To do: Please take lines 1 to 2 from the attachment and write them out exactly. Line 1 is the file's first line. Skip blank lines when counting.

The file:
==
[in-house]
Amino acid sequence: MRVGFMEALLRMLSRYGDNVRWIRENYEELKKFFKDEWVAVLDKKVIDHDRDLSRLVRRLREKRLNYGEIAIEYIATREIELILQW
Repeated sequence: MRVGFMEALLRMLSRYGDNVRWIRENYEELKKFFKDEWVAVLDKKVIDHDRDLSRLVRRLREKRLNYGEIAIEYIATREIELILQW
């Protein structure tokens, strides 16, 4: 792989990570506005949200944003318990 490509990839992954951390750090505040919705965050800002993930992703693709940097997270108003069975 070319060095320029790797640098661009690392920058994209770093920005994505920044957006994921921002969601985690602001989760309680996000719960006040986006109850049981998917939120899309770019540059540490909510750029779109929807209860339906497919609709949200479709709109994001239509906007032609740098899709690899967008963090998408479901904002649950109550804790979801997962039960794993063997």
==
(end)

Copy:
[in-house]
Amino acid sequence: MRVGFMEALLRMLSRYGDNVRWIRENYEELKKFFKDEWVAVLDKKVIDHDRDLSRLVRRLREKRLNYGEIAIEYIATREIELILQW